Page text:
In 1914, a young man from Worcester, Massachusetts enrolled in what was then called Connecticut Agricultural College to pursue a degree in animal science. He was the first Black student to attend the institution, was the only student of color during his four undergraduate years, and would go on to become the first Black graduate of what would become the University of Connecticut. This trailblazing student was Alan Thacker Busby.
As an out-of-state student, Busby worked throughout his time in Storrs to pay for his education. He found employment at the College’s animal barns, taking care of the facilities and the horses and dairy cows at Horsebarn Hill.
Nicknamed “Tack” by his classmates, Busby was a popular and accomplished student. His tireless work ethic was noted by his classmates, as Busby became an editor of the school’s newspaper, learned leadership and military skills in the R.O.T.C. program, founded a debate club, and was actively involved in sports, both as a player and scorekeeper.
After graduating with honors in 1918, Busby served for several months overseas in the United States Army in France during the final months of World War I. After being discharged, Busby returned to Storrs to work and finish paying for his education.
Inspired by his parents and shaped by his experiences in Storrs and overseas, Busby turned to a career in education. He taught for two years at a vocational school in New Jersey as an agricultural instructor and dairy farm manager. He later moved farther south and become a college professor and chair of animal husbandry at two Historically Black Colleges and Universities, Alcorn State University from 1921 to 1943 and Lincoln University from 1943 to 1966.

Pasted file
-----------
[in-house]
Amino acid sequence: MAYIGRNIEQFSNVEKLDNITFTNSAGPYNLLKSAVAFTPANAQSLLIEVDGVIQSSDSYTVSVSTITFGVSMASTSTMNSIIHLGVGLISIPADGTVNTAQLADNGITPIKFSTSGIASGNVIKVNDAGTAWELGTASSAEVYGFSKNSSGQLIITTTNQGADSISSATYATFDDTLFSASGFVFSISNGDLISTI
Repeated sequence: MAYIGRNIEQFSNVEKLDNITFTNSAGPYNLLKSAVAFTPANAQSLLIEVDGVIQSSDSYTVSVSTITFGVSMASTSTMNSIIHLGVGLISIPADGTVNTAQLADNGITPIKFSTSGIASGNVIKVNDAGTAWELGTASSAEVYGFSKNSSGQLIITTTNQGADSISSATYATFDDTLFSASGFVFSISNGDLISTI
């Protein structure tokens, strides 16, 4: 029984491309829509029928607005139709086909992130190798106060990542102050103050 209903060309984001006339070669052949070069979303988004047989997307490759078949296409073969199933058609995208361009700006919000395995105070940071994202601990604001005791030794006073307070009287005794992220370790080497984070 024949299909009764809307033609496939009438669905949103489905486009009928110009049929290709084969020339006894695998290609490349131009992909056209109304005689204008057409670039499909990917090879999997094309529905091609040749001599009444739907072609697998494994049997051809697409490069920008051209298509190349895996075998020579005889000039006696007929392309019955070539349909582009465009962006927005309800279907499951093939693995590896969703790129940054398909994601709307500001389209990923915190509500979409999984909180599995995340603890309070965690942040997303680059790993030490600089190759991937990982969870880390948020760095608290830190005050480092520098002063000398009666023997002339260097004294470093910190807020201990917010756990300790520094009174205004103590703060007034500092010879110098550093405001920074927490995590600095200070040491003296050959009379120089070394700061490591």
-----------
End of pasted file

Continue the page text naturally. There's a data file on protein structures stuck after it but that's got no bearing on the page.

In 1932, Busby earned his master’s degree in animal husbandry and dairying from Cornell University.
While at Lincoln University, Busby became a counselor to veterans, advocating for the benefits available to those who had served and aiding them on their own college journeys. After retiring, Busby remained at the school as a counselor and also as president and treasurer of the Lincoln University Federal Credit Union, which he had founded to aid his fellow teachers.
At Busby’s retirement celebration he was described as “…unusually energetic and dynamic personality; is knowledgeable in many fields; gives of himself beyond the call of duty; is a great innovator; a great humanitarian and is charitable to a fault.”
Acknowledging Busby’s many contributions, Lincoln University renamed one of the largest certified organic research farms in the US in his honor, the Alan T. Busby Research Farm.
Busby continued to be remembered at Storrs and in 1969 was a recipient of the UConn Alumni Association’s Outstanding Alumnus Award.
When he returned to campus in 1990 to serve as the Homecoming Grand Marshal, Busby recalled experiencing only one racist remark during his time in Storrs, but according to Busby, “next thing I knew my friends took care of that guy and that was the end of that.”
Busby’s memory lives on for present UConn students. In 2006, the UConn Board of Trustees renamed the former Charter Oak Suites residence hall the Alan T. Busby Suites.
“Alan Busby should serve as an inspiration to all members of the UConn community,” says Indrajeet Chaubey, dean of the College of Agriculture, Health and Natural Resources, the home of the modern-day Department of Animal Science. “His memory and spirit live on within our College and the entire University, especially as we reckon with past injustice and work together to build a more equitable and inclusive UConn going forward.”
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